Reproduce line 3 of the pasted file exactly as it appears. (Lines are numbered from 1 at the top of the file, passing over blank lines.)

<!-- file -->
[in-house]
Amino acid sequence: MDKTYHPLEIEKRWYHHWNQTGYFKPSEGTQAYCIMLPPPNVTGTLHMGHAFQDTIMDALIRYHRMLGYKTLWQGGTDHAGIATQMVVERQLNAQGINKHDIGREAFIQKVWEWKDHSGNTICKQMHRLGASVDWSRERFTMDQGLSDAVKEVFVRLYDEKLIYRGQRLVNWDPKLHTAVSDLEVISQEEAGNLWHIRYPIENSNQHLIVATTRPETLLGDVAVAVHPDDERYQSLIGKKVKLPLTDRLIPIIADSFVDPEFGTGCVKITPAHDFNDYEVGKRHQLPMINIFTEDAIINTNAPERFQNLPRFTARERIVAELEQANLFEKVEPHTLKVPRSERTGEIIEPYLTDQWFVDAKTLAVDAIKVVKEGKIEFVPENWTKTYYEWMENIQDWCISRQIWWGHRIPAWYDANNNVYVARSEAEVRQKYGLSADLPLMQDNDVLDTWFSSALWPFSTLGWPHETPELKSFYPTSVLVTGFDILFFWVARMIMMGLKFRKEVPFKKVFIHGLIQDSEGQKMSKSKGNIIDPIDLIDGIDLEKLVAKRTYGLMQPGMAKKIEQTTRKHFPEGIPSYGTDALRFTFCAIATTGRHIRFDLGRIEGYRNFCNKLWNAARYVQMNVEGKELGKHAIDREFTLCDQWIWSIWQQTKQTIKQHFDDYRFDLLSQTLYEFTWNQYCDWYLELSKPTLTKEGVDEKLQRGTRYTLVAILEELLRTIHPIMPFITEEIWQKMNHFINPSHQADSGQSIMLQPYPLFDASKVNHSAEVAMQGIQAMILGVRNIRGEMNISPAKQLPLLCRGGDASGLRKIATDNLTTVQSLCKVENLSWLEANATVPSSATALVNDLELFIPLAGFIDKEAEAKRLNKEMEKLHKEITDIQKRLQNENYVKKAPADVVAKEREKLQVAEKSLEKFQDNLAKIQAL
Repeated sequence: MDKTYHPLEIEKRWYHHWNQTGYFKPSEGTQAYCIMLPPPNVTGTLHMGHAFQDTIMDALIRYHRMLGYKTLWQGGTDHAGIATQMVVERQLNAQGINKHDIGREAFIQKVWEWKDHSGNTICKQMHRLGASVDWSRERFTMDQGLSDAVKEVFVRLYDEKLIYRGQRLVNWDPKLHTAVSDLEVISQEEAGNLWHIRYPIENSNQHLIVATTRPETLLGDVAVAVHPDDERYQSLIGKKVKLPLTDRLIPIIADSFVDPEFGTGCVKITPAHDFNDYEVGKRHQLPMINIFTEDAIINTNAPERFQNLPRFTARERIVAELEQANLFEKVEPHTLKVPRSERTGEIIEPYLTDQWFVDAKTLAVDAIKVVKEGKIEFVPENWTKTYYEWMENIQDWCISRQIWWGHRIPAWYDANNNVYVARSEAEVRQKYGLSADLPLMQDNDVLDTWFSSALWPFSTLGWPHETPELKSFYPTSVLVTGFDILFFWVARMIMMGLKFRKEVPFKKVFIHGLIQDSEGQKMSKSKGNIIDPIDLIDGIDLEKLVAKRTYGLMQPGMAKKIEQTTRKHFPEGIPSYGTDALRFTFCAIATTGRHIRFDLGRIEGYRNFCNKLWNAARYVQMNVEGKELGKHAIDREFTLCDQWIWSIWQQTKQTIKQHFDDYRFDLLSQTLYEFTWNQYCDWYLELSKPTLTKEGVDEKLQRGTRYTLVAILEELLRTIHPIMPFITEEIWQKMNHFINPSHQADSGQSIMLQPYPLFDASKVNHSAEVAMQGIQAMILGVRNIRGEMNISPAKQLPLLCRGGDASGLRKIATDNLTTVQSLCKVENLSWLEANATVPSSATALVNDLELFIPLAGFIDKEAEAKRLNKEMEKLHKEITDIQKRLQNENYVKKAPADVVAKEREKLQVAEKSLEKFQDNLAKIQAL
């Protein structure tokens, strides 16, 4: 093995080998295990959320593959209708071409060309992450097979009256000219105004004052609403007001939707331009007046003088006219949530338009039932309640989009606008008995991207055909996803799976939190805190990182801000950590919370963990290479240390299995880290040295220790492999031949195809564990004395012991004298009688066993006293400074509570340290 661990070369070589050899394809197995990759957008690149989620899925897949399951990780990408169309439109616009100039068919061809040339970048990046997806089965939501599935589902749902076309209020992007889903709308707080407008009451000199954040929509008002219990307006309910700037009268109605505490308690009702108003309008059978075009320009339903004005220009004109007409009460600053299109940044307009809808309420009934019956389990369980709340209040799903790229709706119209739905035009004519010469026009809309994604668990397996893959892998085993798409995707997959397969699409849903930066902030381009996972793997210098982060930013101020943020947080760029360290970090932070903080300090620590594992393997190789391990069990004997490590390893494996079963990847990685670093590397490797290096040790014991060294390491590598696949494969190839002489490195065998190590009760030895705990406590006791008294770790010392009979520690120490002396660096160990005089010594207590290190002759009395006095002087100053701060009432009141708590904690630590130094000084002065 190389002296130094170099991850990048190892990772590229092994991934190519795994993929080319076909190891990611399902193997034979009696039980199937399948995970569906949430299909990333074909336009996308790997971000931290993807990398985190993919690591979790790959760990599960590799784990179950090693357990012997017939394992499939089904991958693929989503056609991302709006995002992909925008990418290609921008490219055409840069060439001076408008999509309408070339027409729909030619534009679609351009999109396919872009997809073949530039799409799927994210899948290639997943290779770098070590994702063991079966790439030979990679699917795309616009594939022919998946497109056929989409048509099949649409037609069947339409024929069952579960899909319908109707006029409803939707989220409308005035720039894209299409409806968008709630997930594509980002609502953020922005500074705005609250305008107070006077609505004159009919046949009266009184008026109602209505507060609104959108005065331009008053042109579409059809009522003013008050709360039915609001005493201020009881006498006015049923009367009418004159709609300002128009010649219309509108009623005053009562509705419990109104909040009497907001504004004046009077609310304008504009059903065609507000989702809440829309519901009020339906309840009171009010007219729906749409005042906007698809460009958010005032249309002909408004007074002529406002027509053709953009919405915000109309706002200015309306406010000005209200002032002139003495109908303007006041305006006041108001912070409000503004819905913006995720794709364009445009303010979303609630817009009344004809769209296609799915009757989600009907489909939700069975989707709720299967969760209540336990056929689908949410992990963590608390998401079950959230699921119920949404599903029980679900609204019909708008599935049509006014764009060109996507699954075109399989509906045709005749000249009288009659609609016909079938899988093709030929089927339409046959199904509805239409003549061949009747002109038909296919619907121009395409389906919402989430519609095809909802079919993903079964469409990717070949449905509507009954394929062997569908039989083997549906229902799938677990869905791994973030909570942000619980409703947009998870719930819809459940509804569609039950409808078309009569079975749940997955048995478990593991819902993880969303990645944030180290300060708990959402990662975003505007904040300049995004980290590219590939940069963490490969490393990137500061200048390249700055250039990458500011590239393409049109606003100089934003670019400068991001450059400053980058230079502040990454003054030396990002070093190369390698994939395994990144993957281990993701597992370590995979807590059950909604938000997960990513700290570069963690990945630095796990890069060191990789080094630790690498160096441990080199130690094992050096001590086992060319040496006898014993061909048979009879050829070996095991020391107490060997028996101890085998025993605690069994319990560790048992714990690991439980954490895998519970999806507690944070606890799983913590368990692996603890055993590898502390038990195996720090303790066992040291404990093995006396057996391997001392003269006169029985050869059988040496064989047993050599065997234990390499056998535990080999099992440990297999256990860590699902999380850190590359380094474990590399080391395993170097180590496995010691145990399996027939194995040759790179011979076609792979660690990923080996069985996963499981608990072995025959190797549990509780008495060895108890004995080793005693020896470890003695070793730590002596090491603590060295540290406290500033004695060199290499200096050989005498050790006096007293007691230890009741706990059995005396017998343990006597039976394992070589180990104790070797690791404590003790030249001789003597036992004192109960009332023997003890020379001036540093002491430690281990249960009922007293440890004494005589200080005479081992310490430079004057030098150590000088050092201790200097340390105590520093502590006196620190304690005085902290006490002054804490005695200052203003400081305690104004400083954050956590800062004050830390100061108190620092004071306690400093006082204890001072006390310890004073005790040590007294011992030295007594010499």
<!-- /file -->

Repeated sequence: MDKTYHPLEIEKRWYHHWNQTGYFKPSEGTQAYCIMLPPPNVTGTLHMGHAFQDTIMDALIRYHRMLGYKTLWQGGTDHAGIATQMVVERQLNAQGINKHDIGREAFIQKVWEWKDHSGNTICKQMHRLGASVDWSRERFTMDQGLSDAVKEVFVRLYDEKLIYRGQRLVNWDPKLHTAVSDLEVISQEEAGNLWHIRYPIENSNQHLIVATTRPETLLGDVAVAVHPDDERYQSLIGKKVKLPLTDRLIPIIADSFVDPEFGTGCVKITPAHDFNDYEVGKRHQLPMINIFTEDAIINTNAPERFQNLPRFTARERIVAELEQANLFEKVEPHTLKVPRSERTGEIIEPYLTDQWFVDAKTLAVDAIKVVKEGKIEFVPENWTKTYYEWMENIQDWCISRQIWWGHRIPAWYDANNNVYVARSEAEVRQKYGLSADLPLMQDNDVLDTWFSSALWPFSTLGWPHETPELKSFYPTSVLVTGFDILFFWVARMIMMGLKFRKEVPFKKVFIHGLIQDSEGQKMSKSKGNIIDPIDLIDGIDLEKLVAKRTYGLMQPGMAKKIEQTTRKHFPEGIPSYGTDALRFTFCAIATTGRHIRFDLGRIEGYRNFCNKLWNAARYVQMNVEGKELGKHAIDREFTLCDQWIWSIWQQTKQTIKQHFDDYRFDLLSQTLYEFTWNQYCDWYLELSKPTLTKEGVDEKLQRGTRYTLVAILEELLRTIHPIMPFITEEIWQKMNHFINPSHQADSGQSIMLQPYPLFDASKVNHSAEVAMQGIQAMILGVRNIRGEMNISPAKQLPLLCRGGDASGLRKIATDNLTTVQSLCKVENLSWLEANATVPSSATALVNDLELFIPLAGFIDKEAEAKRLNKEMEKLHKEITDIQKRLQNENYVKKAPADVVAKEREKLQVAEKSLEKFQDNLAKIQAL